The other day a long-time friend of mine asked: "My daughter is getting hyper competitive in sport. She’s a great athlete and winning a lot of her events, but I can tell the pressure is getting to her. What can I say to help her enjoy herself instead of always feeling like she has to win?" That’s an important question, because what we say to and around our kids helps shape the way they think about themselves and the world. In order to grow resilient and emotionally flexible children, it's important to help them develop what Stanford psychology researcher Carol Dweck calls a Growth Mindset.
But first let’s take a step back and talk about what's going on in this phase of life. Adolescence is a time when children are developing their own view of the world and who they are in it. Interactions with family, friends, teachers, coaches, and the internet give a child what begins to become this worldview. For example, a child growing up in a high-crime neighborhood who is exposed to violent video games and fighting parents may grow up with the belief that the whole world and all relationships are unsafe.
When the focus around children, whether through gaming or sports, is to come out on top at all costs, kids can lose touch with their natural sense of curiosity and play. That is, they stop learning that the world can be any other way but winning and losing. I can see why some people think that youth sports is the fast lane to retirement.
Since kids are sponges for information, how we talk to and around them is really important. Afterall, communication shapes thinking and can provide kids with a map for their own healthy identity and inner voice. Through specific and healthy communication with children, you can stimulate their natural sense of wonder over winning, while guiding them towards rewarding and successful sports experiences.
In a study conducted by Dweck with a diverse population of young Chicago students, participants were given a moderately difficult set of problems to complete. Those children that were then praised for being smart, were less inclined to fill out a more challenging worksheet, in the event they then appeared not smart. Those who were praised for strategies like hard work or pacing themselves, were eager to raise the bar, and agreed to take on more challenging problems. Dweck concluded that praising students for their ability taught them a fixed mindset and created vulnerability, but praising them for their effort or the strategy they used taught them a growth mindset and fostered resilience.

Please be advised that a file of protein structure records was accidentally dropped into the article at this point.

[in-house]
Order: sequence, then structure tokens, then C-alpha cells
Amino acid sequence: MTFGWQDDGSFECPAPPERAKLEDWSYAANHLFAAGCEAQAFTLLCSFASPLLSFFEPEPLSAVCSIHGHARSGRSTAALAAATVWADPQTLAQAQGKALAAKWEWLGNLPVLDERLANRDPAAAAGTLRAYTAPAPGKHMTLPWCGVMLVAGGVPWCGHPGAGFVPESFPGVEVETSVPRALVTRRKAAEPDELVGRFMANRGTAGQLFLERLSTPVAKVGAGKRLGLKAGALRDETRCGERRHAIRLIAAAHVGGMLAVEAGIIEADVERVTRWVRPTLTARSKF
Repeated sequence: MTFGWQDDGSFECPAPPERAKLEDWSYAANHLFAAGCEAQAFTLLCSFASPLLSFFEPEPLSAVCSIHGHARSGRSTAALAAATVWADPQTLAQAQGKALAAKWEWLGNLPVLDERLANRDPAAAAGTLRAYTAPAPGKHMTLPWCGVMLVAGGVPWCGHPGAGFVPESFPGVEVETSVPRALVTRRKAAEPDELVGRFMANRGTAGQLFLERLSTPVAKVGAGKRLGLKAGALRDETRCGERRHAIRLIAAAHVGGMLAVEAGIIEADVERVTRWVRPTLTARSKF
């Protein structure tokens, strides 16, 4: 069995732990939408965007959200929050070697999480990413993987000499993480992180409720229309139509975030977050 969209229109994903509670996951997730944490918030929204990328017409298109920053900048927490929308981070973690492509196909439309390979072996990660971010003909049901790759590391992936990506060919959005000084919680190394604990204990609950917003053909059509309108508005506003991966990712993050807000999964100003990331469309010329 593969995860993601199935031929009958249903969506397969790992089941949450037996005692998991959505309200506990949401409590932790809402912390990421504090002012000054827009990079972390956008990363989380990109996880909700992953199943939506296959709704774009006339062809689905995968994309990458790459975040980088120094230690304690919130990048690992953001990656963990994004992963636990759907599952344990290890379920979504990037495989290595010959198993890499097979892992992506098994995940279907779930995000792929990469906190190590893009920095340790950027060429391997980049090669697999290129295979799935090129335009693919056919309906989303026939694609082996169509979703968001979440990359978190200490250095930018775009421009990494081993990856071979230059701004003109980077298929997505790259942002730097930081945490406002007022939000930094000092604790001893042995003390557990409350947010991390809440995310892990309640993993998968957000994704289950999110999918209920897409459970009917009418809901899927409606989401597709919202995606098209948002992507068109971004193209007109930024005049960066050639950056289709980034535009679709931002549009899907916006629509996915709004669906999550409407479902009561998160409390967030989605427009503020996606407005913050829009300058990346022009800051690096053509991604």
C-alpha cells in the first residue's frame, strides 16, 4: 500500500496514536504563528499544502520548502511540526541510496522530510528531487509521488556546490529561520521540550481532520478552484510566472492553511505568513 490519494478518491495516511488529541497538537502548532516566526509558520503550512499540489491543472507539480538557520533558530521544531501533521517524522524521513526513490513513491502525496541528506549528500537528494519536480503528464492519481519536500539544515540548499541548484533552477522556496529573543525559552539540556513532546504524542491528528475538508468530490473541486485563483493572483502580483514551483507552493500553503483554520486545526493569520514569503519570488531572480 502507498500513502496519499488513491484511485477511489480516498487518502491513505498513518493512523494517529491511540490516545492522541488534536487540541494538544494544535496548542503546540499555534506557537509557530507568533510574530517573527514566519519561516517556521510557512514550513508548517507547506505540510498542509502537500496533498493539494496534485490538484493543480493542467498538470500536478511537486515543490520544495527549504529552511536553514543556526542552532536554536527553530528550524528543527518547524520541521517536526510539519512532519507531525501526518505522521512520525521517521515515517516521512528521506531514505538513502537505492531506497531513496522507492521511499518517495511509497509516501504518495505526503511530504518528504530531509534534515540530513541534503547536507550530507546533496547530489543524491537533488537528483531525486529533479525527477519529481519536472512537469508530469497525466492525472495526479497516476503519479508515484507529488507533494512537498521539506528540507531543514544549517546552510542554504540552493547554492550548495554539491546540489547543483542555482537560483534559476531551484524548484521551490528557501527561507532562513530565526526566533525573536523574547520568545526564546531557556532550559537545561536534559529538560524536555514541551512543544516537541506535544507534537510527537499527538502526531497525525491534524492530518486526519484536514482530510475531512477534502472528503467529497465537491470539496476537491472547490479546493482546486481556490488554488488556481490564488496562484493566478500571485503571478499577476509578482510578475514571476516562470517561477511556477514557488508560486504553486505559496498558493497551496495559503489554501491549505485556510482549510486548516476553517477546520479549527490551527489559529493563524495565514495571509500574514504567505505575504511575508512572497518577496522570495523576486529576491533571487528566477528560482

Eight time grand slam winner and Olympic gold medalist, Andre Agassi, is a perfect example of being brought along in his physical development while his inner voice was misguided. Agassi admitted in his autobiography that he hated tennis because of his overbearing father, who pushed him to train and compete from an early age. It wasn't fun, and he eventually developed a drug problem to deal with his resentment.
As someone who sprinted rapidly up the ranks of youth running, I can't state strongly enough how important it is to have fun. As a matter of fact, the number one goal for youth athletes is to have fun. It's also the number 2 and the number 3 goal. When kids get stuck in roles like, "I'm the one who has to win," they limit their options and flexibility when they don't win. There are also times when being competitive is inappropriate or even destructive. These experiences can effect the child's health as well as social relationships, and thus negatively impact self-worth.
When I work with young athletes in mental performance, I always take the lead from them by asking questions like: what do you love about your sport, what makes it fun, what bothers you about it. I talk with them about their hobbies and interests and engage them in co-creating a balanced, meaningful, and happy experience. For example, I work with a young go kart racer who runs as part of his training, which he doesn't like. When I asked him what he loves to do, his face lit up as he told me about these collectibles he calls Magic Cards. I encouraged him to come up with a game that incorporates running and Magic Cards, and he did. Once empowered and on-board with the idea of playing with his program, we also came up with fun ways for him to do push ups and sit ups using blueberries as rewards for each rep. He then quickly named them Fruit Ups. He was on fire with ideas, and lit up for the first time that session. It looked like a weight had been lifted from his 10-year-old shoulders. And he had been the one to lift it!
When speaking with young athletes, I recommend you use phrases and questions such as:
Looks like you worked really hard at this.
Mistakes help us grow.
What do you think we learned today?
What worked well and what didn't?
Is there anything you want to add, and anything you want to get rid of?
Make sure the language is specific and leaves opening for discovery and possibility. Take the lead from the child, and empower them to be a co-creator in their sports experience as they develop a healthy inner voice.